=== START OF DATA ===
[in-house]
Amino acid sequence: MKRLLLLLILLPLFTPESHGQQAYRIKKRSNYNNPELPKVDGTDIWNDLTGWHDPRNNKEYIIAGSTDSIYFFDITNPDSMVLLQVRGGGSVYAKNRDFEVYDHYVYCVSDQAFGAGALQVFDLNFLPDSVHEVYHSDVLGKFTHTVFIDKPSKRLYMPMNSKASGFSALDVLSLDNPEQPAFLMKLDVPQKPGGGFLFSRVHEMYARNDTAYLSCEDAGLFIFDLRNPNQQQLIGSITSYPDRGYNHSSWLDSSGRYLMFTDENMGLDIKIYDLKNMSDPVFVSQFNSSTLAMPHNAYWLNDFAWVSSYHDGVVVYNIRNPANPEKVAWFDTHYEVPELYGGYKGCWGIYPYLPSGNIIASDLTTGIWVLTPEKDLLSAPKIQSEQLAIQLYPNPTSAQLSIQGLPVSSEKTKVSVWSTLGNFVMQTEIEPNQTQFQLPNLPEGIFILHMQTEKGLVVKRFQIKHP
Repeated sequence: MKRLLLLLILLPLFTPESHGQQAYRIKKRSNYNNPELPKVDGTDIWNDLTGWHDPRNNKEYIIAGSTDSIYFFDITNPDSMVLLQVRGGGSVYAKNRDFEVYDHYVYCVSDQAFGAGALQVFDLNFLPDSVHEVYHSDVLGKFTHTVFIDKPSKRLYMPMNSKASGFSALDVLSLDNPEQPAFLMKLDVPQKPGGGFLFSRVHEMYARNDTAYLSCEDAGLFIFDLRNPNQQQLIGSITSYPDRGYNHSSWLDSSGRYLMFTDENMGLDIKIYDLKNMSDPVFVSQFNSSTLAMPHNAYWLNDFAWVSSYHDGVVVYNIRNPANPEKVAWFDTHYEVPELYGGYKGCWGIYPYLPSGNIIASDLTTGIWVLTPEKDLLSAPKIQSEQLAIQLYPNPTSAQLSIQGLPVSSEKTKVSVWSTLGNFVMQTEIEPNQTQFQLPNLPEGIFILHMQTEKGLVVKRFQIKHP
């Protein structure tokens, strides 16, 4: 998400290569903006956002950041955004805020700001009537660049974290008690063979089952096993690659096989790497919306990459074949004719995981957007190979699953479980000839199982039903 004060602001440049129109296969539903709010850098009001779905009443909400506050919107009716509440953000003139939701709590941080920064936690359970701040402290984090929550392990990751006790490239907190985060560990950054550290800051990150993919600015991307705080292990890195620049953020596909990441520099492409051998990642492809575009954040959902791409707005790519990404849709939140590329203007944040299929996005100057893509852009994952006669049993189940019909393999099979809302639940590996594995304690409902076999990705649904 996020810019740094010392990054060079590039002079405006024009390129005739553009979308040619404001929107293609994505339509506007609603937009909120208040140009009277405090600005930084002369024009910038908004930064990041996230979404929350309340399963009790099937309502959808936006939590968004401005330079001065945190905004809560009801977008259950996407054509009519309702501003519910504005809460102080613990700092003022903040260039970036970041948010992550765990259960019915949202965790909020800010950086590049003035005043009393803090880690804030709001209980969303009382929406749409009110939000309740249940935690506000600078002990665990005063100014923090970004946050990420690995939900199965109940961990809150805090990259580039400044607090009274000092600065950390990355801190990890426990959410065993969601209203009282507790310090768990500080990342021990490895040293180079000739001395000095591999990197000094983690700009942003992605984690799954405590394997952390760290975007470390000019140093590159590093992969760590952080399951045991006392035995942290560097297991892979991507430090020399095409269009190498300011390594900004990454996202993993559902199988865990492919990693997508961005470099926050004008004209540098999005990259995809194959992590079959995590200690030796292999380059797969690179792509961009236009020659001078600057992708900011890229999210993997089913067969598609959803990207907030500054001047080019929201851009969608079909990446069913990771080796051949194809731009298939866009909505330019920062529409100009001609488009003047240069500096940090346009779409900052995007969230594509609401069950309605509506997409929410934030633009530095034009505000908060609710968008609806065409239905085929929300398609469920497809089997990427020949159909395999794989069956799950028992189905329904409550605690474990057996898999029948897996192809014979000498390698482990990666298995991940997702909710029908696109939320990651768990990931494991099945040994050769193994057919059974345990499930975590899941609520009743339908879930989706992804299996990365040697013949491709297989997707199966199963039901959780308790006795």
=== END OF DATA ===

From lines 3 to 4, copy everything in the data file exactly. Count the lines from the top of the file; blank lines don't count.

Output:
Repeated sequence: MKRLLLLLILLPLFTPESHGQQAYRIKKRSNYNNPELPKVDGTDIWNDLTGWHDPRNNKEYIIAGSTDSIYFFDITNPDSMVLLQVRGGGSVYAKNRDFEVYDHYVYCVSDQAFGAGALQVFDLNFLPDSVHEVYHSDVLGKFTHTVFIDKPSKRLYMPMNSKASGFSALDVLSLDNPEQPAFLMKLDVPQKPGGGFLFSRVHEMYARNDTAYLSCEDAGLFIFDLRNPNQQQLIGSITSYPDRGYNHSSWLDSSGRYLMFTDENMGLDIKIYDLKNMSDPVFVSQFNSSTLAMPHNAYWLNDFAWVSSYHDGVVVYNIRNPANPEKVAWFDTHYEVPELYGGYKGCWGIYPYLPSGNIIASDLTTGIWVLTPEKDLLSAPKIQSEQLAIQLYPNPTSAQLSIQGLPVSSEKTKVSVWSTLGNFVMQTEIEPNQTQFQLPNLPEGIFILHMQTEKGLVVKRFQIKHP
């Protein structure tokens, strides 16, 4: 998400290569903006956002950041955004805020700001009537660049974290008690063979089952096993690659096989790497919306990459074949004719995981957007190979699953479980000839199982039903 004060602001440049129109296969539903709010850098009001779905009443909400506050919107009716509440953000003139939701709590941080920064936690359970701040402290984090929550392990990751006790490239907190985060560990950054550290800051990150993919600015991307705080292990890195620049953020596909990441520099492409051998990642492809575009954040959902791409707005790519990404849709939140590329203007944040299929996005100057893509852009994952006669049993189940019909393999099979809302639940590996594995304690409902076999990705649904 996020810019740094010392990054060079590039002079405006024009390129005739553009979308040619404001929107293609994505339509506007609603937009909120208040140009009277405090600005930084002369024009910038908004930064990041996230979404929350309340399963009790099937309502959808936006939590968004401005330079001065945190905004809560009801977008259950996407054509009519309702501003519910504005809460102080613990700092003022903040260039970036970041948010992550765990259960019915949202965790909020800010950086590049003035005043009393803090880690804030709001209980969303009382929406749409009110939000309740249940935690506000600078002990665990005063100014923090970004946050990420690995939900199965109940961990809150805090990259580039400044607090009274000092600065950390990355801190990890426990959410065993969601209203009282507790310090768990500080990342021990490895040293180079000739001395000095591999990197000094983690700009942003992605984690799954405590394997952390760290975007470390000019140093590159590093992969760590952080399951045991006392035995942290560097297991892979991507430090020399095409269009190498300011390594900004990454996202993993559902199988865990492919990693997508961005470099926050004008004209540098999005990259995809194959992590079959995590200690030796292999380059797969690179792509961009236009020659001078600057992708900011890229999210993997089913067969598609959803990207907030500054001047080019929201851009969608079909990446069913990771080796051949194809731009298939866009909505330019920062529409100009001609488009003047240069500096940090346009779409900052995007969230594509609401069950309605509506997409929410934030633009530095034009505000908060609710968008609806065409239905085929929300398609469920497809089997990427020949159909395999794989069956799950028992189905329904409550605690474990057996898999029948897996192809014979000498390698482990990666298995991940997702909710029908696109939320990651768990990931494991099945040994050769193994057919059974345990499930975590899941609520009743339908879930989706992804299996990365040697013949491709297989997707199966199963039901959780308790006795």